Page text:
Hoffert et al.
were the first to utilize a quantitative phosphoproteomic approach to analyze the response of the collecting duct to AVP [19
]. Isolated inner medullary collecting ducts from rats were incubated in the presence or absence of 1 nM (deamino-Cys1, D-Arg8)-vasopressin (dDAVP; a V2-receptor-specific analog of vasopressin) for 10 min and then processed for LC-MS/MS analysis utilizing a strategy similar to that shown in . A total of 714 phosphorylation sites on 223 proteins were identified (data available at [101
]), including four phosphorylation sites in the C-terminus of the water channel AQP2, one of the main molecular targets of vasopressin. One site, Ser-256, had been previously identified as being critical for AQP2 trafficking to the apical cell membrane [35
], while the other three sites (Ser-261, Ser-264 and Ser-269) were previously unidentified. Label-free LC-MS/MS quantification of reconstructed MS1 precursor ion intensities demonstrated that two of these sites are reciprocally regulated: phosphorylation at Ser-256 increases while phosphorylation at Ser-261 decreases in the presence of AVP. Subsequent studies have examined the phosphorylation kinetics and physiological roles of these newly identified phosphosites. Immunoblotting with newly generated phospho-specific antibodies against each site demonstrated that phosphorylation at Ser-264 and Ser-269 also increase with dDAVP and that prior phosphorylation at Ser-256 is a requirement for phosphorylation at these downstream residues [4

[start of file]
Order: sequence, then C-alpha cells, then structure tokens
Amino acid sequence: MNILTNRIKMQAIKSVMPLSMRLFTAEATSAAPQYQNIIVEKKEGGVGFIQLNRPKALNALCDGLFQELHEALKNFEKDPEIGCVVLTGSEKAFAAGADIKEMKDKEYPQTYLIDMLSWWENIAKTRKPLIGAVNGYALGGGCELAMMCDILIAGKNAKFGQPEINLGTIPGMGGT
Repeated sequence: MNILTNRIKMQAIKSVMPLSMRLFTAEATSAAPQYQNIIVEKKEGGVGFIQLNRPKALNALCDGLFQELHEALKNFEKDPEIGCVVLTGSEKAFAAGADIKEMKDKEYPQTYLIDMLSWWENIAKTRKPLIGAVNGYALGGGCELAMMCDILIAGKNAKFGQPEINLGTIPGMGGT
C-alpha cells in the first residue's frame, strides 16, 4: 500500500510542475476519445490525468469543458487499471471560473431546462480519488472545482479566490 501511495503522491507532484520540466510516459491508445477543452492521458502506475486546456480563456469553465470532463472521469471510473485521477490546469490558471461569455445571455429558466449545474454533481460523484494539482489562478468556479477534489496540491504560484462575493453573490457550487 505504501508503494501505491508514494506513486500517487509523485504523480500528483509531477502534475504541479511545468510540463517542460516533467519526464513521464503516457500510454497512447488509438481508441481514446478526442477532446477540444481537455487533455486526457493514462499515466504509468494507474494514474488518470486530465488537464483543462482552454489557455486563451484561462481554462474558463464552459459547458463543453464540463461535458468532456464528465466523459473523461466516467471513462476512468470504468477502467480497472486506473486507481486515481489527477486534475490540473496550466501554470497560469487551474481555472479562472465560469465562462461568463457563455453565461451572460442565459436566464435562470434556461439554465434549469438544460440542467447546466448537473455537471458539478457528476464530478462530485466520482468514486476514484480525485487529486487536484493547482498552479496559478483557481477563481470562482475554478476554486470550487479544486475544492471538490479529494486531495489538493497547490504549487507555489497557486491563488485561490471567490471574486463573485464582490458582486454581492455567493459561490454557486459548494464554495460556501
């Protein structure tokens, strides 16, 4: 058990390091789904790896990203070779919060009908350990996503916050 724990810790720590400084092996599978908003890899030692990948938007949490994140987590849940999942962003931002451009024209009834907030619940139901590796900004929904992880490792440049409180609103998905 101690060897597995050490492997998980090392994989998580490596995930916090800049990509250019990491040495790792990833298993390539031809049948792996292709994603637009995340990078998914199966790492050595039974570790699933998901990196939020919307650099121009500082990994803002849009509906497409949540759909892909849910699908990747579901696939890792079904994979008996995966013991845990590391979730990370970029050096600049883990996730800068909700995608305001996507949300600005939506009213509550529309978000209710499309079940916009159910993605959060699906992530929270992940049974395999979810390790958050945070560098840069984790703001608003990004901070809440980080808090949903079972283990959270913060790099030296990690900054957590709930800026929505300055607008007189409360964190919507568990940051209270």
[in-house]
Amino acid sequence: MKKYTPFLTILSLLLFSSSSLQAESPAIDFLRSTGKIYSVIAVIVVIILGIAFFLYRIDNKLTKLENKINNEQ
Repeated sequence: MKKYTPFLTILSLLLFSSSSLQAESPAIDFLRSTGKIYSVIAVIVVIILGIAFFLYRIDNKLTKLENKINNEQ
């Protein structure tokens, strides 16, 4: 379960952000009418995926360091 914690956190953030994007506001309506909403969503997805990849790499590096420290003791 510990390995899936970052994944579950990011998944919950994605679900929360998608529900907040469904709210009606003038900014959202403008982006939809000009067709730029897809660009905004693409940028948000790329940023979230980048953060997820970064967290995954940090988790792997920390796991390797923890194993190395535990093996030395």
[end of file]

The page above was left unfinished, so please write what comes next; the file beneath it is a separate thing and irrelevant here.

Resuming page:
]. Phosphorylation at Ser-269 is believed to play a role in retention at the apical membrane [4
] through a reduction in the rate of endocytosis and decreased interaction with a number of proendocytotic proteins including heat-shock protein 70, heat-shock cognate 70, dynamin and clathrin [36
]. Ser-261 phosphorylation may be involved in regulating polyubiquitylation and proteasomal degradation of AQP2 [37
]. The kinase(s) responsible for phosphorylating AQP2 at these sites remain unknown.
A subsequent large-scale phosphoproteomic study by Bansal et al.
also analyzed the AVP response in isolated rat inner medullary collecting ducts [38